nep-cna New Economics Papers
on China
Issue of 2017‒08‒20
four papers chosen by
Zheng Fang
Ohio State University

  1. R&D Efficiency in High-Tech Firms in China By Lee, Sang-Ho; Chen, Zhao; Xu, Wei
  2. Time-Varying Impacts of Financial Credits on Firm Exports: Evidence from Trade Deregulation in China By Cheng, Dong; Hu, Zhongzhong; Tan, Yong
  3. Capital flows, money supply and property prices: The case of China By Taguchi, Hiroyuki; Tian, Lina
  4. Tail dependence between gold and sectorial stocks in China: Perspectives for portfolio diversication By Joscha Beckmann; Theo Berger; Robert Czudaj; Thi-Hong-Van Hoang

  1. By: Lee, Sang-Ho; Chen, Zhao; Xu, Wei
    Abstract: Using firm-level data from Changzhou, one of the representative prefectural cities in the Yangzi River Delta in China, we investigate the performances of both internal and external R&D in high-tech firms. We find that, on average, high-tech firms with more internal R&D expenditure apply for more patents in terms of both the total number of patents and the number of invention patents. Internal R&D is the most efficient in foreign firms, followed by private firms and then followed by SOEs (state-owned enterprises). These findings highlight the importance of privatizing high-tech firms in China if the Chinese government intends to accelerate industrial upgrading and convert the pattern of “Made in China” into “Created in China.”
    Keywords: internal R&D; external R&D; high-tech firms; R&D performances
    JEL: D22 H76 L25
    Date: 2017–08
  2. By: Cheng, Dong; Hu, Zhongzhong; Tan, Yong
    Abstract: This paper investigates the heterogeneous and time-varying effects of financial credits on firm-level export performance. Using a data set covering comprehensive Chinese manufacturing firms and employing a difference-in-differences approach, we find that financial credits improve firm-level exports and productivity more for firms switching from indirect to direct export than continuing indirect exporting firms. Further, we employ a difference-in-difference-in-differences approach and find that improvements in firm-level finance have larger positive impacts on firm export values in the post-WTO accession period, conditioning on the firm switching from indirect to direct exporting. The time-varying impact may suggest an export distortion in China before its WTO accession.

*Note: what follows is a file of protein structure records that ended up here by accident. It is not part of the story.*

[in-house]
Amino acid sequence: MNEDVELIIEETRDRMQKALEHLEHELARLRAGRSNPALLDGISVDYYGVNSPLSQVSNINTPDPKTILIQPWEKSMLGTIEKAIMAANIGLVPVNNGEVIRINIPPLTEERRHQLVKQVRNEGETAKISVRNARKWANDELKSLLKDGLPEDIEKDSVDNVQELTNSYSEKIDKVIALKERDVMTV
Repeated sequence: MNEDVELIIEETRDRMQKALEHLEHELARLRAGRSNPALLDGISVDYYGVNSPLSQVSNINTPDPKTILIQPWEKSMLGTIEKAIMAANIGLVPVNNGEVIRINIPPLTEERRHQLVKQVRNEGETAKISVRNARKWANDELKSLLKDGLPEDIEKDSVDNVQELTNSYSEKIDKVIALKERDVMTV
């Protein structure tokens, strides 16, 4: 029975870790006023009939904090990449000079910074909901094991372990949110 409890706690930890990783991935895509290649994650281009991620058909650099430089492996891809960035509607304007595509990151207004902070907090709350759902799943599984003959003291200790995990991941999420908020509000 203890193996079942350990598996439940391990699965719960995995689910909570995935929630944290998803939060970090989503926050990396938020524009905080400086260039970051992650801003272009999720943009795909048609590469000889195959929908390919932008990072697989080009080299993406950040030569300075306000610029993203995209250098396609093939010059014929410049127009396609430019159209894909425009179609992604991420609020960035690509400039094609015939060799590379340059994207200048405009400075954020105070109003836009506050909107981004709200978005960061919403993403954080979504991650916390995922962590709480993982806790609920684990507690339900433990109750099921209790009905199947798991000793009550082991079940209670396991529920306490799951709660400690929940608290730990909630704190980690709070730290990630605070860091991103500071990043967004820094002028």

Keywords: Financial Credits, WTO Accession, Indirect export, Direct Export, Difference-in-Differences
    JEL: F13 F14 G28
    Date: 2017–08–07
  3. By: Taguchi, Hiroyuki; Tian, Lina
    Abstract: This article examines the interaction among capital flows, money supply and property prices with a focus of Chinese economy by using a vector auto-regression (VAR) estimation as an analytical framework. The key research questions were, first, whether money supply has been determined independently from capital flows, and then which factor, capital flows or money supply, has given a dominant effect on property prices. The contributions of this study are to investigate the impacts on property prices jointly from capital flows as an external factor and from money supply as a domestic factor, and to count on the differences in the trends in property prices of seventy regional cities in China. The main findings through the VAR estimations were as follows. First, domestic money supply has been determined exclusively from external capital flows through the authority’s perfect sterilization of foreign-exchange-market intervention. Second, the main contributor to property prices’ movement has been domestic money supply rather than external capital flows. Third, some deviations of property prices from the trend in money supply were found in big cities and/or coastal advanced cities.
    Keywords: Capital flows, Money supply, Property prices, China, Seventy reginal cities, Vector auto-regression estimation
    JEL: E51 F32 O53
    Date: 2017–07
  4. By: Joscha Beckmann (University of Duisburg-Essen, Department of Economics, Chair for Macroeconomics); Theo Berger (University of Bremen, Department of Business Administration, Chair for Applied Statistics and Empirical Economy); Robert Czudaj (Chemnitz University of Technology, Department of Economics, Chair for Empirical Economics); Thi-Hong-Van Hoang (Montpellier Business School, Montpellier Research in Management)
    Abstract: This article analyzes the relationship between gold quoted on the Shanghai Gold Exchange and Chinese sectorial stocks from 2009 to 2015. Using different copulas, our results show that there is weak but significant tail dependence between gold and Chinese sectorial stock returns. This means that the dependence between extreme movements of the two assets is not pronounced and confirms the role of gold as a safe haven asset. Based on analyzing the efficient frontier, CCCGARCH optimal weights, hedge ratios and hedging effectiveness, we further show that adding gold into Chinese stock portfolios can help to reduce their risk. Gold appears to be the most efficient diversifier for stocks of the materials sector and the less efficient for the utilities sector. As a robustness check, we also compare gold to oil and indicate that gold is more efficient than oil in the diversification of Chinese stock portfolios.
    Keywords: Shanghai Gold Exchange, Chinese sectorial stocks, oil, copulas, portfolio implications
    JEL: G11 C58
    Date: 2017–07

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